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Generational and Historical Trauma

By Nour Suleiman

Generational and historical trauma are rooted in the past, but their impacts reverberate through time. The basic gist is that trauma is transmitted through generations, evolving into an inherited trait. It is passed along through generations, impacting the lived experiences of descendants of both collective and individual trauma. The victims may not have even been present for the traumatic event itself.

Substantial research has focused on the fallout of events linked to Native American colonization or slavery in the U.S., revealing that successors of collective trauma suffer increased rates of depression, anxiety, addiction, and PTSD related symptoms. The result is that the cycle of trauma becomes a silent and potentially unavoidable barrier to mental health for many marginalized folks.

Let’s break this down

1. A group or individual faces a traumatic event(s)

2. Symptoms of that trauma (e.g. expecting the worst or feeling on edge) become embedded in the group or individual psyche, learned behaviors, or even their genes

3. This shift in relating to the world is then passed down through generations – It’s not the traumatic experience itself that’s passed on, but the response to stressors

Generational and historical trauma are rooted in the past, but their impacts reverberate through time. The basic gist is that trauma is transmitted through generations, evolving into an inherited trait. It is passed along through generations, impacting the lived experiences of descendants of both collective and individual trauma. The victims may not have even been present for the traumatic event itself.

Substantial research has focused on the fallout of events linked to Native American colonization or slavery in the U.S., revealing that successors of collective trauma suffer increased rates of depression, anxiety, addiction, and PTSD related symptoms. The result is that the cycle of trauma becomes a silent and potentially unavoidable barrier to mental health for many marginalized folks.

Let’s break this down

1. A group or individual faces a traumatic event(s)

2. Symptoms of that trauma (e.g. expecting the worst or feeling on edge) become embedded in the group or individual psyche, learned behaviors, or even their genes

3. This shift in relating to the world is then passed down through generations – It’s not the traumatic experience itself that’s passed on, but the response to stressors

Generational and historical trauma are rooted in the past, but their impacts reverberate through time. The basic gist is that trauma is transmitted through generations, evolving into an inherited trait. It is passed along through generations, impacting the lived experiences of descendants of both collective and individual trauma. The victims may not have even been present for the traumatic event itself.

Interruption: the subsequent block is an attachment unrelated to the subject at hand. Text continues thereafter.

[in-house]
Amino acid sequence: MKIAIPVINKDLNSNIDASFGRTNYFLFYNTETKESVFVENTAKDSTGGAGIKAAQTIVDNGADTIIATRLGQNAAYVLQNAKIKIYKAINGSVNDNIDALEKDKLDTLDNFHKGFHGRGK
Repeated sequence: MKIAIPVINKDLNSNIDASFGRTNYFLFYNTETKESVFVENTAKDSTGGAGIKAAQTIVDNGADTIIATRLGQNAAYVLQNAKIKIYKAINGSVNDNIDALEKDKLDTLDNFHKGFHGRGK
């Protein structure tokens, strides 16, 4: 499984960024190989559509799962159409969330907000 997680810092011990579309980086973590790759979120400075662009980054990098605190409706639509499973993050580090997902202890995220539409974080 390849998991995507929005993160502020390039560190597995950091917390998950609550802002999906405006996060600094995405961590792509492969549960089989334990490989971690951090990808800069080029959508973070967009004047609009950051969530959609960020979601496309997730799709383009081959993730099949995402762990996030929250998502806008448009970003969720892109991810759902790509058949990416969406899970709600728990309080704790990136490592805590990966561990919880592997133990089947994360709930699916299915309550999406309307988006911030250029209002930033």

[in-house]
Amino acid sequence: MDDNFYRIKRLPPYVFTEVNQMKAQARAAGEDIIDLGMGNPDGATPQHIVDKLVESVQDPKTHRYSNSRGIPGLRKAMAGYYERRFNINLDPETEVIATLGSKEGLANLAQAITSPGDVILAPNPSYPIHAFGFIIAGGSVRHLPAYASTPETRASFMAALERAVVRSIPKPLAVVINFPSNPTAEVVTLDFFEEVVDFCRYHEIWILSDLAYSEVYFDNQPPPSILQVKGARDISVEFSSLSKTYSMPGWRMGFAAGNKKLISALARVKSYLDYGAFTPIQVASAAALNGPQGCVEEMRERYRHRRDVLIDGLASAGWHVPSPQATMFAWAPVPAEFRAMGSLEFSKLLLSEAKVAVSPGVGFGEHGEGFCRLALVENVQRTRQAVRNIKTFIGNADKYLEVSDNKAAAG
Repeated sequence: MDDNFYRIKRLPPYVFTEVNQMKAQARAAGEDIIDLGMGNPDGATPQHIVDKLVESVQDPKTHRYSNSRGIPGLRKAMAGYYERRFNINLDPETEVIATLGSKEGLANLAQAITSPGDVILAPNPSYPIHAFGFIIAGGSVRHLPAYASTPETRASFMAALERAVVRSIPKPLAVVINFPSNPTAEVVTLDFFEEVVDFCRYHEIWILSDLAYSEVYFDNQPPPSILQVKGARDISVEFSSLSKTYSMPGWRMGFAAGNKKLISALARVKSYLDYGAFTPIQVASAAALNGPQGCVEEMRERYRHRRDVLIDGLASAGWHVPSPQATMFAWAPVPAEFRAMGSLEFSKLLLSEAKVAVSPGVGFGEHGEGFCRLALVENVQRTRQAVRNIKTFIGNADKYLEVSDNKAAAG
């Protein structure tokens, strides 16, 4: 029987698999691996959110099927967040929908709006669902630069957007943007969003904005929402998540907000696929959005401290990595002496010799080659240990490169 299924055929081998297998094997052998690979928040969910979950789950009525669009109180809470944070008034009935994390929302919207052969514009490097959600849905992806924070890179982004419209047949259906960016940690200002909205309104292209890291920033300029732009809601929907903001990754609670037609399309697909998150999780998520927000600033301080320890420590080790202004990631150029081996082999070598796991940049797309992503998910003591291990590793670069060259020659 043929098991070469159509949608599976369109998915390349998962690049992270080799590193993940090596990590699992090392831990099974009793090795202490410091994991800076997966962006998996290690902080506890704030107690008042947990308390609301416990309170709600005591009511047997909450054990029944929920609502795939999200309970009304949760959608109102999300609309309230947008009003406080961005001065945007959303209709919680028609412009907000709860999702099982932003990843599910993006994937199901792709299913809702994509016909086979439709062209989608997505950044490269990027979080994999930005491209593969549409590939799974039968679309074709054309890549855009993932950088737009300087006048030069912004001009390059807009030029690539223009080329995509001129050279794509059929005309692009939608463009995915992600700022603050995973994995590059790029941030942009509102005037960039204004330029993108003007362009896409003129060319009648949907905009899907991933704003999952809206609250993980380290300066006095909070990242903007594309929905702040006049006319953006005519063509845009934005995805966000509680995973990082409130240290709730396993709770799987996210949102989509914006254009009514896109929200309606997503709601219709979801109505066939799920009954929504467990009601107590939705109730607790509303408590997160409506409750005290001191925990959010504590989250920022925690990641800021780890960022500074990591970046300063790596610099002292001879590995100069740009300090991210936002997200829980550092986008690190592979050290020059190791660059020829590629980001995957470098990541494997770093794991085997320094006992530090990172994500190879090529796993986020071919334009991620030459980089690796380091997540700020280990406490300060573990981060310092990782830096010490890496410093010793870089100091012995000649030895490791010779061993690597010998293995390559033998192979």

Substantial research has focused on the fallout of events linked to Native American colonization or slavery in the U.S., revealing that successors of collective trauma suffer increased rates of depression, anxiety, addiction, and PTSD related symptoms. The result is that the cycle of trauma becomes a silent and potentially unavoidable barrier to mental health for many marginalized folks.

Let’s break this down

1. A group or individual faces a traumatic event(s)

2. Symptoms of that trauma (e.g. expecting the worst or feeling on edge) become embedded in the group or individual psyche, learned behaviors, or even their genes

3. This shift in relating to the world is then passed down through generations – It’s not the traumatic experience itself that’s passed on, but the response to stressors

It’s a cycle…

Reflecting on history and the atrocities that have resulted in cross-generational trauma captures the pattern that got us to where we are today. That pattern might look as follows: A traumatic event takes place, there is a reaction to cope with the suffering inflicted, oftentimes more suffering ensues, finally, successive generations absorb the trauma through prejudice, discrimination, and environmental and psychological factors, and so on. So, then we are left questioning: where does the cycle end? And how? There is likely no one answer to this question but a helpful place to start might be with talking about the work required to heal.

From Collective Suffering into Collective Healing

Therapy is healing for more than the one person participating in it. While our intention is to work with the individual (or group, couple, or family), the reach of therapy goes far beyond what happens in the room – or the laptop screen. If trauma has found a way to permeate generations, can resilience too? Can collective joy and healing be as impactful as collective suffering and trauma?

If you feel you may be grappling with generational trauma, reach out to a professional now.

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Drop us a line.

Questions, concerns or need support?


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(917) 426-1521

© 2023 EXPANSIVE THERAPY | ALL RIGHTS RESERVED.

Stay in the Know

Join our newsletter to get mental health tips and promotional offers delivered to you weekly.

Drop us a line.

Questions, concerns or need support?


info@expansivetherapy.com

(917)426-1521

© 2023 EXPANSIVE THERAPY | ALL RIGHTS RESERVED.

Book your intro session with a therapist

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